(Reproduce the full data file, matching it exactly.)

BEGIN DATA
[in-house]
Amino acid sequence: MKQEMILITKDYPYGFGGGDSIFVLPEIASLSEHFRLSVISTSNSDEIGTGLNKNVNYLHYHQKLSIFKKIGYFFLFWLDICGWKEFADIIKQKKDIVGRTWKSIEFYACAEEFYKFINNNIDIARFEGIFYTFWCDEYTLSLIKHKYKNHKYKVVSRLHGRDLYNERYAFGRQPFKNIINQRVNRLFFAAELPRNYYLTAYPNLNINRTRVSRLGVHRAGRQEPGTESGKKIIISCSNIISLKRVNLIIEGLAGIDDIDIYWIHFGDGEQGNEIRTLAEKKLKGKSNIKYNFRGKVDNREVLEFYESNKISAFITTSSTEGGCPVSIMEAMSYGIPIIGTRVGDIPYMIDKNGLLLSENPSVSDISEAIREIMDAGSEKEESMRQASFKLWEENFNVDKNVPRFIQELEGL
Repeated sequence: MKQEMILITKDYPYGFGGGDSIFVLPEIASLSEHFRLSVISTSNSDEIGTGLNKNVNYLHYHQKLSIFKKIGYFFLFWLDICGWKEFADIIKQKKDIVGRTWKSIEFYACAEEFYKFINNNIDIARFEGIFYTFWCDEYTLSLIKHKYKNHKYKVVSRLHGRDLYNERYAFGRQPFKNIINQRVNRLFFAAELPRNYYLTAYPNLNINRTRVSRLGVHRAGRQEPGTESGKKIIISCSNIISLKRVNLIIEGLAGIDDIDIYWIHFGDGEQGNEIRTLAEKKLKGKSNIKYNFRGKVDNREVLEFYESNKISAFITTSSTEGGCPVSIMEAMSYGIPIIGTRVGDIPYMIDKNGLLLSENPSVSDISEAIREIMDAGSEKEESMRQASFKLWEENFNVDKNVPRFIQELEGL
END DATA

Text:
[in-house]
Amino acid sequence: MKQEMILITKDYPYGFGGGDSIFVLPEIASLSEHFRLSVISTSNSDEIGTGLNKNVNYLHYHQKLSIFKKIGYFFLFWLDICGWKEFADIIKQKKDIVGRTWKSIEFYACAEEFYKFINNNIDIARFEGIFYTFWCDEYTLSLIKHKYKNHKYKVVSRLHGRDLYNERYAFGRQPFKNIINQRVNRLFFAAELPRNYYLTAYPNLNINRTRVSRLGVHRAGRQEPGTESGKKIIISCSNIISLKRVNLIIEGLAGIDDIDIYWIHFGDGEQGNEIRTLAEKKLKGKSNIKYNFRGKVDNREVLEFYESNKISAFITTSSTEGGCPVSIMEAMSYGIPIIGTRVGDIPYMIDKNGLLLSENPSVSDISEAIREIMDAGSEKEESMRQASFKLWEENFNVDKNVPRFIQELEGL
Repeated sequence: MKQEMILITKDYPYGFGGGDSIFVLPEIASLSEHFRLSVISTSNSDEIGTGLNKNVNYLHYHQKLSIFKKIGYFFLFWLDICGWKEFADIIKQKKDIVGRTWKSIEFYACAEEFYKFINNNIDIARFEGIFYTFWCDEYTLSLIKHKYKNHKYKVVSRLHGRDLYNERYAFGRQPFKNIINQRVNRLFFAAELPRNYYLTAYPNLNINRTRVSRLGVHRAGRQEPGTESGKKIIISCSNIISLKRVNLIIEGLAGIDDIDIYWIHFGDGEQGNEIRTLAEKKLKGKSNIKYNFRGKVDNREVLEFYESNKISAFITTSSTEGGCPVSIMEAMSYGIPIIGTRVGDIPYMIDKNGLLLSENPSVSDISEAIREIMDAGSEKEESMRQASFKLWEENFNVDKNVPRFIQELEGL